Commitment vs equality in a chama

February 23, 2010

, Investment groups are great vehicles. They provide financial freedom in ways you cannot imagine. However there is one common error that has led to death of many an investment groups – the misconception that equality of contributions equals equality of commitment.

Let us interrogate this notion. If Jane Doe earns Sh200,000 every month and John Dee earns Sh20,000 and yet they each invest Sh10,000 every month into their chama , who has more commitment?

The correct answer is John. He gives 50 percent of his monthly income as his contribution while Jane give five percent of hers.  You see the reason you cannot measure commitment with equivalent cash contributions is because Kenya is not a communist state so the harsh reality is; there is someone who earns more than you do and somebody else less than you do. This therefore implies that if a fixed amount is seen as the solution you will not have equal commitment because some will be contributing more than they are willing to lose and others what they consider a night out in town.

Commitment should be measured in terms of percentages. A minimum amount should obviously be set but a percentage of one’s income say 15 percent should be the prescription for this commitment dilemma. Remember if one is contributing what they cannot afford to lose then they will take the investment group seriously.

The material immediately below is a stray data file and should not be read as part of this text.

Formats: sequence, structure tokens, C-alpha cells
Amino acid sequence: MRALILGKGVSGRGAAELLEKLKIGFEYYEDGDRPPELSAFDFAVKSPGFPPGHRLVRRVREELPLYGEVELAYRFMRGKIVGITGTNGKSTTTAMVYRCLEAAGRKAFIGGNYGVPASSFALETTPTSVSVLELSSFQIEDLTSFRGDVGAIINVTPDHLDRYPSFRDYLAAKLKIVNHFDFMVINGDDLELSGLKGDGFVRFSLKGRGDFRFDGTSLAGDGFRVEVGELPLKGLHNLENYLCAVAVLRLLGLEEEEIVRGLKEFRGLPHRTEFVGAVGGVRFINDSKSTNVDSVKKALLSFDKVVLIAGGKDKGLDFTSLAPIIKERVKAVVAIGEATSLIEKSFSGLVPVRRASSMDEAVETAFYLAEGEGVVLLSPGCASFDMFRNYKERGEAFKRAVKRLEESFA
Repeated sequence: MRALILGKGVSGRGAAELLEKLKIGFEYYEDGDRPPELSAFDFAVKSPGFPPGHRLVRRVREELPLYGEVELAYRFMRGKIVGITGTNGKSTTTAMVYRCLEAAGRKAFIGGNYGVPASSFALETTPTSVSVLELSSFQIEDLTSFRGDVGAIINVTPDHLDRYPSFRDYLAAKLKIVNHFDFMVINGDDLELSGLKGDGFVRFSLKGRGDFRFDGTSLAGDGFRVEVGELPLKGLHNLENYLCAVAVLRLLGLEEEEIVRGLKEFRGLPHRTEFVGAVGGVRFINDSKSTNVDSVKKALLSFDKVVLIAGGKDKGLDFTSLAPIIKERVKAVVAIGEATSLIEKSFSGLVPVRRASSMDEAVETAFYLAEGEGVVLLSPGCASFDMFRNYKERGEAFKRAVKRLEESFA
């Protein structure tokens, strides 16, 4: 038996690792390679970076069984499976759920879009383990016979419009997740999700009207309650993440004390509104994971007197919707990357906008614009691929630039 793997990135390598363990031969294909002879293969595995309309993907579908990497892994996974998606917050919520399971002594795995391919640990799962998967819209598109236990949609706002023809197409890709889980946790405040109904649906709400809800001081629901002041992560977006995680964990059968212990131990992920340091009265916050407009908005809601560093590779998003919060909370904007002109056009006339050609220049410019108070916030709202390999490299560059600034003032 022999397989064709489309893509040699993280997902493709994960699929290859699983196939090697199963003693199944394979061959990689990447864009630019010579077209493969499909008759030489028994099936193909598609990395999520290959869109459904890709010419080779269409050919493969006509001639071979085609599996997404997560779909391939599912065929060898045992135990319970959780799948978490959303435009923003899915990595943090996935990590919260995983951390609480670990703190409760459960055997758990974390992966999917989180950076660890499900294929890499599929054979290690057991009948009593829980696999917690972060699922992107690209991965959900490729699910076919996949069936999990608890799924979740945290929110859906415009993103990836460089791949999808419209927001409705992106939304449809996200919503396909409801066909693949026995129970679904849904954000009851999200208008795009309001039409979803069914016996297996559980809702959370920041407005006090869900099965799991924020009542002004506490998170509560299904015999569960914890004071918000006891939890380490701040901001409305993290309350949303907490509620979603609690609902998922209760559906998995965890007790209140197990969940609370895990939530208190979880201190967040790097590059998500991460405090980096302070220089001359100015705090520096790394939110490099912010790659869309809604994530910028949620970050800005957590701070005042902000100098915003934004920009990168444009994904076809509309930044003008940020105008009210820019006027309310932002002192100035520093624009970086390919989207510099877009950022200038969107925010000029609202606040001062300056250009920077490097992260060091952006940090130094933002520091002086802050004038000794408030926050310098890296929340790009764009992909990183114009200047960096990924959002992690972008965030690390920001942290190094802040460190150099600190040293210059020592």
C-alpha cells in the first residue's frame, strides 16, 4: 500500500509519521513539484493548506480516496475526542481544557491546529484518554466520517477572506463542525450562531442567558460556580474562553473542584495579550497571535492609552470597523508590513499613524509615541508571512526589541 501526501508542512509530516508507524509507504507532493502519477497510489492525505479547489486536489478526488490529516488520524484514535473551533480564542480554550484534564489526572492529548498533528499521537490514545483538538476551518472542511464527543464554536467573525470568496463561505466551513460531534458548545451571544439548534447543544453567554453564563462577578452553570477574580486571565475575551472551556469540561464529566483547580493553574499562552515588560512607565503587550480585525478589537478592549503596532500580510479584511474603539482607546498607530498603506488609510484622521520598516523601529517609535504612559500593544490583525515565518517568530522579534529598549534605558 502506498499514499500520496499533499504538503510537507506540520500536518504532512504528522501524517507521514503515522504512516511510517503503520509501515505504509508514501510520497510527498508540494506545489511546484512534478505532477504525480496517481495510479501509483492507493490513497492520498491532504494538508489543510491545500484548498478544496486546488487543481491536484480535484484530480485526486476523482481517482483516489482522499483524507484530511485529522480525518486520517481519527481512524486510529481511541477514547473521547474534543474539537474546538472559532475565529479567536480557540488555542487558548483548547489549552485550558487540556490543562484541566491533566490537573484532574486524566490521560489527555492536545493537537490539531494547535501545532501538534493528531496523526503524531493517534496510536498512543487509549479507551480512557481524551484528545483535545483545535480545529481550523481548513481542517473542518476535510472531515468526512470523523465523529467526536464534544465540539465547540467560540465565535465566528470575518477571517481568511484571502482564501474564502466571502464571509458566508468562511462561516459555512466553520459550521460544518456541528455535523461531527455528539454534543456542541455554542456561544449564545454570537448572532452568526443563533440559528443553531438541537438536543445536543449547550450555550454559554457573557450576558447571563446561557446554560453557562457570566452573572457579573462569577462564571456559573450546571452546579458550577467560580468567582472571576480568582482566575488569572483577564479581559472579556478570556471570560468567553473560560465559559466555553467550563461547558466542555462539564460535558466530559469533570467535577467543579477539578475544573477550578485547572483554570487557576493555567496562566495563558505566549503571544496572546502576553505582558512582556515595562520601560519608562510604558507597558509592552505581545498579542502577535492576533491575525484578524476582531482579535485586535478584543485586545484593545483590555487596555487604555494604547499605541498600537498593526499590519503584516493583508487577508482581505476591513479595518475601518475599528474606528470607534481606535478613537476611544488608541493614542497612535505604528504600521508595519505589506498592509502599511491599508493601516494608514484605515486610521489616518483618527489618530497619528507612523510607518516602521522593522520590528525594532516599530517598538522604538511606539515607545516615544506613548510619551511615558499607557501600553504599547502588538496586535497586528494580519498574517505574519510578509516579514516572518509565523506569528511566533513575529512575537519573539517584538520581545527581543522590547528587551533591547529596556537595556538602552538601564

The other fear shareholders have is that one person will control the group if they are allowed to contribute more than the minimum. This again is a misconception. If a group of 20 members has eight people who contribute Sh10,000, five contribute Sh15,000, five contribute Sh20,000 while two contribute Sh50,000 the smallest shareholders who contributed Sh10,000 would have a three percent shareholding while those who contributed Sh50,000 would have 14 percent. A 14 percent shareholder cannot control the company but a 51 percent shareholder can. The latter is very unlikely to happen in the investment group. So the real question is; does one want to be a 10 percent shareholder of a Sh10,000,000 portfolio or a one percent shareholder of Sh500,000,000 portfolio?

The biggest reason why equality of contributions spells a death sentence for an investment group is that, it limits the company’s ability to raise capital. Capital is as important to the investment group as oxygen is to the human being.

If Jane of above can contribute Sh50,000 monthly the investment group has Sh40,000 extra in capital monthly, therefore can trade in more deals which in turn makes the portfolio larger allowing for more leveraging that will give higher return on equity and make more money for the investors. To sum it all up, a big fat cheque for everyone.

(Origins Investment Group Advisors [email protected]


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